Inside the bowels of the beast

© OCEANA / Eduardo Sorensen
© OCEANA / Eduardo Sorensen
© OCEANA / Eduardo Sorensen
© OCEANA / Eduardo Sorensen
© OCEANA / Eduardo Sorensen

Author: Xavier Pastor
Date: August 19, 2010



Today we spent the whole day sailing around the Mississippi Delta in order to reach Grand Isle in Louisiana. It is at the western part of the mouth of this emblematic river. The Mississippi, that gives life, history, music and literature, has at the same time, during too many decades, been the sewer for a vast expanse of the United States from North to South. Now, its delta has also been attacked from the sea by the oil spilled by BP. From the outset of last night, and while we were approaching the eastern end of the delta, the Oceana Latitude’s radar began showing tens of little points that later turned into hundreds of echoes on the screen. Each one corresponded to an oil rig. In many cases, in the sky, we could see the reflection of the rigs’ flames that were burning their combustion gases. Some of them looked like floating hotels with a big display of lights. As it dawned, we started to realize that we were sailing amid hundreds of the Deep Sea Horizon’s sisters. At one point, we came less than five miles from the location of the destroyed rig. That makes you reflect that what should be a surprise is not that a catastrophe occurred on the BP rig. The strange thing is that a similar debacle has not occurred in the last few years on any of the thousands of platforms that surround it. It is simply like a sinister lottery. It had to happen, like it happened on the Mexican rig IXTOC in 1979. And it will happen again. In the Gulf of Mexico, in Alaska, in Belize, in the Mediterranean... wherever a series of circumstances crop up again. I think it would be very interesting that those who oppose marine wind turbines should be here today and tell us what they think about what we are seeing. According to them, “they are an eyesore” and “bother fishermen”. Nonetheless, they want to continue using appliances and driving around in cars.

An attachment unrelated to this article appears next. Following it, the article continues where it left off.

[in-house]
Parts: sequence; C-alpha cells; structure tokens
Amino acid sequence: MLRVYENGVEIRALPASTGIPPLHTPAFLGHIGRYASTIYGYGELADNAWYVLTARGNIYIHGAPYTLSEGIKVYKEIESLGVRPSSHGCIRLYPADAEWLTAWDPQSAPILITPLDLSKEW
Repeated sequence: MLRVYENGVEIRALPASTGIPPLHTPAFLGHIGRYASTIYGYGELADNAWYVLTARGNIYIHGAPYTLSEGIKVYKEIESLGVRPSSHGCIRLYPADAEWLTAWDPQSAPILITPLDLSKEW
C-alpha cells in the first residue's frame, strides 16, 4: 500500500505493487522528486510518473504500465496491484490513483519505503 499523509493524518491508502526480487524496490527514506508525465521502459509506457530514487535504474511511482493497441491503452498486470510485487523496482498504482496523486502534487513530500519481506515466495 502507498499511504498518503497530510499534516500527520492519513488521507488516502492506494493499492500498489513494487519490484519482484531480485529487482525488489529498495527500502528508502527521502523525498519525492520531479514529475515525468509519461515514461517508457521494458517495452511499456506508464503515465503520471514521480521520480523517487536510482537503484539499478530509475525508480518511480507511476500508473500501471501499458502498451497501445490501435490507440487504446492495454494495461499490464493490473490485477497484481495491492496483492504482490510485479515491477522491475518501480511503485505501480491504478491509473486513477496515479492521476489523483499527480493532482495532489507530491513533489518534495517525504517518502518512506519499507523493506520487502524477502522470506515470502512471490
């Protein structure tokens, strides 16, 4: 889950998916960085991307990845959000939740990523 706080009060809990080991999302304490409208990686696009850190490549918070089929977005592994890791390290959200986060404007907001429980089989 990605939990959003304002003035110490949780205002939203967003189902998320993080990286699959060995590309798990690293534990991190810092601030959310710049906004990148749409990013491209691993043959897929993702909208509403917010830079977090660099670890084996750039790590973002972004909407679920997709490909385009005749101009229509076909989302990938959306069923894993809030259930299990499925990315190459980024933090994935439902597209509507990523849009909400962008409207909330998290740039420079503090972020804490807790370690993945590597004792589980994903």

During last night’s voyage, we were able to see and photograph, by the way, several prawn trawlers in the area that is still . Because of the distance and the darkness, we were unable to confirm whether the fishing boats had nets in the water, but it is legitimate to wonder what fishing boats are doing in the middle of the night in the vast prohibited area.